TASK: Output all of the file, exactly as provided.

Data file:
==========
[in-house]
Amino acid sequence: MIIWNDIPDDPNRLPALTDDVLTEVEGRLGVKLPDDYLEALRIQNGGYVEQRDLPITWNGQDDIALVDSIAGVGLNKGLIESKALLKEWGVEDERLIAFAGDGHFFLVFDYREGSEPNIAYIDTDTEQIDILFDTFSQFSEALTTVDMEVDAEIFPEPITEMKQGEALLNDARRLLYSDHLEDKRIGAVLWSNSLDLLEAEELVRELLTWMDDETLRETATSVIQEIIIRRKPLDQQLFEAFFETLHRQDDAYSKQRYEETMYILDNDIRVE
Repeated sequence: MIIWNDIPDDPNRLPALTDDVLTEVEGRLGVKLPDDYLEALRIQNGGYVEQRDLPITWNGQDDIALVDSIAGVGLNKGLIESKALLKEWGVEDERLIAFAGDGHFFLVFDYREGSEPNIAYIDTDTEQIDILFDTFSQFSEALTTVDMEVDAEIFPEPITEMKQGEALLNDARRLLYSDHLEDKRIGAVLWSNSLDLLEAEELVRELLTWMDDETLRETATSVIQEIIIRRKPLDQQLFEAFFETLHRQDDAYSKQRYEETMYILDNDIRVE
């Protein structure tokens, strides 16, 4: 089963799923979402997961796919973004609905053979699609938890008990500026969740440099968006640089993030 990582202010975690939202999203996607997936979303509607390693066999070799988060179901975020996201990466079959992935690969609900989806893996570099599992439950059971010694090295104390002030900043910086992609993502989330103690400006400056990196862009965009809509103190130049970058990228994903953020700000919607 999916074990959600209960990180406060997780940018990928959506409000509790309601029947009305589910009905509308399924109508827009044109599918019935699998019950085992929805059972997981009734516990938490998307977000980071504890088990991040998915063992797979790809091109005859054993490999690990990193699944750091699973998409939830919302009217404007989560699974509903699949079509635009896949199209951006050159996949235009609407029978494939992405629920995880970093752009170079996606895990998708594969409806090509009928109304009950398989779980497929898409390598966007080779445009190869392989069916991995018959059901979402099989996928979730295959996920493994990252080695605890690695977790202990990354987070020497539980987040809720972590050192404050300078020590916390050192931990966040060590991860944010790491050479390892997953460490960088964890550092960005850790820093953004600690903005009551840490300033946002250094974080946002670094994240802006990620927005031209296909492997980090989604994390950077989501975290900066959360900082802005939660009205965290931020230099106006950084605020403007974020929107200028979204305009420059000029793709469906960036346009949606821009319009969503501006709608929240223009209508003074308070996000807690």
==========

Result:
[in-house]
Amino acid sequence: MIIWNDIPDDPNRLPALTDDVLTEVEGRLGVKLPDDYLEALRIQNGGYVEQRDLPITWNGQDDIALVDSIAGVGLNKGLIESKALLKEWGVEDERLIAFAGDGHFFLVFDYREGSEPNIAYIDTDTEQIDILFDTFSQFSEALTTVDMEVDAEIFPEPITEMKQGEALLNDARRLLYSDHLEDKRIGAVLWSNSLDLLEAEELVRELLTWMDDETLRETATSVIQEIIIRRKPLDQQLFEAFFETLHRQDDAYSKQRYEETMYILDNDIRVE
Repeated sequence: MIIWNDIPDDPNRLPALTDDVLTEVEGRLGVKLPDDYLEALRIQNGGYVEQRDLPITWNGQDDIALVDSIAGVGLNKGLIESKALLKEWGVEDERLIAFAGDGHFFLVFDYREGSEPNIAYIDTDTEQIDILFDTFSQFSEALTTVDMEVDAEIFPEPITEMKQGEALLNDARRLLYSDHLEDKRIGAVLWSNSLDLLEAEELVRELLTWMDDETLRETATSVIQEIIIRRKPLDQQLFEAFFETLHRQDDAYSKQRYEETMYILDNDIRVE
């Protein structure tokens, strides 16, 4: 089963799923979402997961796919973004609905053979699609938890008990500026969740440099968006640089993030 990582202010975690939202999203996607997936979303509607390693066999070799988060179901975020996201990466079959992935690969609900989806893996570099599992439950059971010694090295104390002030900043910086992609993502989330103690400006400056990196862009965009809509103190130049970058990228994903953020700000919607 999916074990959600209960990180406060997780940018990928959506409000509790309601029947009305589910009905509308399924109508827009044109599918019935699998019950085992929805059972997981009734516990938490998307977000980071504890088990991040998915063992797979790809091109005859054993490999690990990193699944750091699973998409939830919302009217404007989560699974509903699949079509635009896949199209951006050159996949235009609407029978494939992405629920995880970093752009170079996606895990998708594969409806090509009928109304009950398989779980497929898409390598966007080779445009190869392989069916991995018959059901979402099989996928979730295959996920493994990252080695605890690695977790202990990354987070020497539980987040809720972590050192404050300078020590916390050192931990966040060590991860944010790491050479390892997953460490960088964890550092960005850790820093953004600690903005009551840490300033946002250094974080946002670094994240802006990620927005031209296909492997980090989604994390950077989501975290900066959360900082802005939660009205965290931020230099106006950084605020403007974020929107200028979204305009420059000029793709469906960036346009949606821009319009969503501006709608929240223009209508003074308070996000807690």